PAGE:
Cerebral Palsy Symptoms

NewbornCerebral palsy is a serious disability caused by damage to a baby's brain during pregnancy or childbirth. Cerebral palsy is a permanent condition that affects thousands of babies each year. Although there is no cure for cerebral palsy, early detection and treatment are very important to improve the child's long-term quality of life. Understanding the unique symptoms and indicators of cerebral palsy is an important part of early detection and diagnosis.

Cerebral palsy is a not really a single condition with uniform symptoms. There are actually 4 different recognized types of cerebral palsy: (1) spastic; (2) dyskinetic; (3) ataxic; and (2) mixed. Each specific type of cerebral palsy has a very unique set of outward physical symptoms.

Spastic Cerebral Palsy - Symptoms

Spastic is the most widespread form of cerebral palsy, accounting for about 8 out of 10 cases. The characteristic symptom of spastic CP is stiffness or sudden freezing of the muscles during movement (a condition known as hypertonia). When a normal person moves the brain is signaling certain muscles to engage while other muscles relax. In other words, the brain gives a green light signal to some muscles and a red light signal to others. In a person with spastic cerebral palsy, however, these signals from the brain are distorted. Instead of signaling certain muscles to relax while others engage, the brain signals both muscle groups to engage at the same time - both muscles get green lights. The result is similar to what would happen at an intersection if all lanes of traffic got green lights - a jam. The simultaneous activation of opposing muscle groups causes the muscles to stiffen, contract and freeze. There are different subtypes of spastic cerebral palsy based on what area of the body is disabled by the muscle spasticity. Spastic CP is usually easier to identify early on compared to other types of CP. So the diagnosis of spastic CP can often occur earlier in a child's development.

Dyskinetic Cerebral Palsy - Symptoms

Dyskinetic CP causes both sudden muscle stiffness and contractions (hypertonia) and lack of muscle toon or excessively relaxed muscles (hypotonia). As a result, children with dyskinetic CP have abnormal posture and disabling involuntary movements that a variable in nature. These symptoms are particularly noticeable during movements. Common involuntary movements associated with dyskinetic CP include:

  • Repetitive twisting motions (dystonia)
  • Slow, convulsive, writhing movements (athetosis)
  • Faster, jerky movements usually in the arms and shoulders (chorea)
Ataxic Cerebral Palsy - Symptoms

The least common form of cerebral palsy is ataxic CP. Children with this rare form of cerebral palsy suffer from a pronounced lack of balance, depth perception, and muscle coordination. Ataxic CP will often result in a very unsteady or wobbly walk with feet abnormally far apart. Any sort of fine motor movements such as writing will be particularly difficult. Some children with ataxic CP also experience "intention tremors" which cause their hands or arm to shake as they attempt to reach for something or perform a particular movement.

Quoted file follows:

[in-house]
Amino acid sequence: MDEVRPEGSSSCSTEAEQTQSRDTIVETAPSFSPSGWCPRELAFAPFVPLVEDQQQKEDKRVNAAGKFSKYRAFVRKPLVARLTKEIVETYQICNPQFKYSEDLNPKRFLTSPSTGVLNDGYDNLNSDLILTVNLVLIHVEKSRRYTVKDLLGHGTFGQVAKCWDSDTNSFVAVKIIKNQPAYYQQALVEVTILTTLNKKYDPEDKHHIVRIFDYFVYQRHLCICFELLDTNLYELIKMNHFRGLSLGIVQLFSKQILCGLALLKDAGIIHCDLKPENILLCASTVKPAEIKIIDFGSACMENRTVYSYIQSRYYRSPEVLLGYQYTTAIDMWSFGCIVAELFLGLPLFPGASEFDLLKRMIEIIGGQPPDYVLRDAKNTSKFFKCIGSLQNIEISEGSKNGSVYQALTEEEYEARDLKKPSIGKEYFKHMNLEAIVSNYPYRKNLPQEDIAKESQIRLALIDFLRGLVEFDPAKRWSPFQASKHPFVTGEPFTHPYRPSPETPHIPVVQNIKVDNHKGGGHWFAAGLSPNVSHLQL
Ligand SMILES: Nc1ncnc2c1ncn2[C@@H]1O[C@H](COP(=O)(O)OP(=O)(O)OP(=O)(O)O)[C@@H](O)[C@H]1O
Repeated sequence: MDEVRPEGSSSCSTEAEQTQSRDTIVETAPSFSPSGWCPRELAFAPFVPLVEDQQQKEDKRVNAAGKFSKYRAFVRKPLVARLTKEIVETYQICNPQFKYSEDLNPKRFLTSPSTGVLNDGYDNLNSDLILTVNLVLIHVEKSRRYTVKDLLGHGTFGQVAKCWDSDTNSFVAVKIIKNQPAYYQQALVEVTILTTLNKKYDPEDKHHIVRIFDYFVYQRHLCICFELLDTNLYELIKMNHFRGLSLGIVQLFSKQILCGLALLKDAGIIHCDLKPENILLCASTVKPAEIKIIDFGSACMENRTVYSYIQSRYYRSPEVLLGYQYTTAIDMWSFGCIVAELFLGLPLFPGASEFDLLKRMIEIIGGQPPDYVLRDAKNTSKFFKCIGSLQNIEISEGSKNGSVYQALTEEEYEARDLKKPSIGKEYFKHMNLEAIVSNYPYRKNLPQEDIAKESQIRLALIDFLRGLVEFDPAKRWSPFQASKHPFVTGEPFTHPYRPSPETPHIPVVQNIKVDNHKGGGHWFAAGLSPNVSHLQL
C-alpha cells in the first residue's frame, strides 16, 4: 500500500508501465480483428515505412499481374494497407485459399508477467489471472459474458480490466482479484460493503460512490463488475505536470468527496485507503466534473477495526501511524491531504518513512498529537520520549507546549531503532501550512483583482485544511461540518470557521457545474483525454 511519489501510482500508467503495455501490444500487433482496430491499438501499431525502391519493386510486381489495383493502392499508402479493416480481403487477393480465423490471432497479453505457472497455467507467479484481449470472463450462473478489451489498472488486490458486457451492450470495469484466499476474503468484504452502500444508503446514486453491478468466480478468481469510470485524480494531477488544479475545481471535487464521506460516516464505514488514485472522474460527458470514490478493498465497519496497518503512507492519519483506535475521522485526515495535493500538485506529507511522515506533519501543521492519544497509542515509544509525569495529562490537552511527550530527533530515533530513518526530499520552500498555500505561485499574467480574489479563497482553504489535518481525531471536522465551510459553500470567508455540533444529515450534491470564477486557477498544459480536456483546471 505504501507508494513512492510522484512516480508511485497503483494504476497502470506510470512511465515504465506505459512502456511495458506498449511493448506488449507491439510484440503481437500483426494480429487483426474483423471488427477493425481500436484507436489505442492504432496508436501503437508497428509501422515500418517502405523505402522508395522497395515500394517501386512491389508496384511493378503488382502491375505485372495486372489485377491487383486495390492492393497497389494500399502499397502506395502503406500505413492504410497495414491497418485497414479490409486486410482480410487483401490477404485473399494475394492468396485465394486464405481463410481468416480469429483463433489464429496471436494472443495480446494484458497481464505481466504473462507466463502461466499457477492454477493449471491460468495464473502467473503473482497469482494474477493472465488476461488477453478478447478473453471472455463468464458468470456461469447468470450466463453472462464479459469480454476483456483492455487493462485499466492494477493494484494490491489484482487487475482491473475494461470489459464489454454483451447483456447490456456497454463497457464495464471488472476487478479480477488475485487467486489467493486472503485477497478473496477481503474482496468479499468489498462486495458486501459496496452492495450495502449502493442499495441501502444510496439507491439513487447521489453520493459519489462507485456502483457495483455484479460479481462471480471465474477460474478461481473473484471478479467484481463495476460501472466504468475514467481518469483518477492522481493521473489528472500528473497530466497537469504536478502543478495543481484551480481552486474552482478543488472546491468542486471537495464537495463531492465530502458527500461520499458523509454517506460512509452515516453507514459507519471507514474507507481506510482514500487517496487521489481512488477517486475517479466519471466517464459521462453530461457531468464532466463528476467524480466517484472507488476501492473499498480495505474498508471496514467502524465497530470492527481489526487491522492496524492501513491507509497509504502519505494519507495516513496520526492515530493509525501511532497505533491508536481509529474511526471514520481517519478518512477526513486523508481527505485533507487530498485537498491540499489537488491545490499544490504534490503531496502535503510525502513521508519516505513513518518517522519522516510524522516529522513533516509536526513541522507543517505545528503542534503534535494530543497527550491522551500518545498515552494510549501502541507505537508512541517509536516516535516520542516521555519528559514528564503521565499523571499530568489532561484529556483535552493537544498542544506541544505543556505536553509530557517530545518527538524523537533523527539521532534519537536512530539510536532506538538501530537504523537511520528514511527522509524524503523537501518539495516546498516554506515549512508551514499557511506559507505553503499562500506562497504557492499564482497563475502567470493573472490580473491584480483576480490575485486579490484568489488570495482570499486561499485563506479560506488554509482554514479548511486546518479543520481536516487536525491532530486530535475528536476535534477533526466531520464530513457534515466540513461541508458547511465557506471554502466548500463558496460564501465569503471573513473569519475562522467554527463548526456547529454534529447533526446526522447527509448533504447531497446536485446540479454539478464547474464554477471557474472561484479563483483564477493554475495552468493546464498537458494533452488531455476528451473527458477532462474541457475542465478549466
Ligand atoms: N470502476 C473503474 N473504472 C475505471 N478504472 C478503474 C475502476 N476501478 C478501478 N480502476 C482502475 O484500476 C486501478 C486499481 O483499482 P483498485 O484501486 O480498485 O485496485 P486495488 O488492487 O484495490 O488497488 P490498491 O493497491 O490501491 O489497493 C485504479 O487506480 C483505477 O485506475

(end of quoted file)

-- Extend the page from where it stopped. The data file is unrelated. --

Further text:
Mixed Cerebral Palsy - Symptoms

Mixed CP includes individual cases of cerebral palsy that involve a combination of 2 or more types. The most common form of mixed CP involves a combination of spastic and dyskinetic symptoms.

General Cerebral Palsy Symptoms by Age

Cerebral palsy is not a single, unified disorder but rather a cluster of related disorders involving the brain's ability to control body movements. There are 4 different types of cerebral palsy all of which have somewhat different physical symptoms and characteristics. Even within the same type of CP individual symptoms can vary significantly depending on severity, subtype, and environmental factors. This makes it somewhat difficult to accurately list universal symptoms of cerebral palsy.

Signs of CP in Babies Under 6 Months:

  • Baby not able to lift head by 6 months - neck appears limp
  • Lack of muscle tone, baby feels floppy like a "rag doll"
  • Excessive muscle stiffness and rigidity
  • Arched back crying and pushing away when held
  • Scissored or crossed legs with abnormal stiffness
  • Sudden contractions when attempting to move (spastic paralysis)

Signs of CP in Babies Over 6 Months:

  • Baby is incapable of rolling over and lays limp
  • Cannot bring hands together
  • Unable to bring hands to mouth or face
  • One side of the body appears limp with a clenched fist.
  • Involuntary movements
  • Failure to meet development milestones
  • Abnormal posture
  • Speech, hearing or vision difficulties

Signs of CP in Babies Over 10 Months:

  • Awkward crawling where baby appears to favor one side while dragging the other
  • Does not crawl on all fours and instead drags butt or hops on knees
  • Poor fine motor skills
  • Limited range of motion
  • Slow development
  • Excessive drooling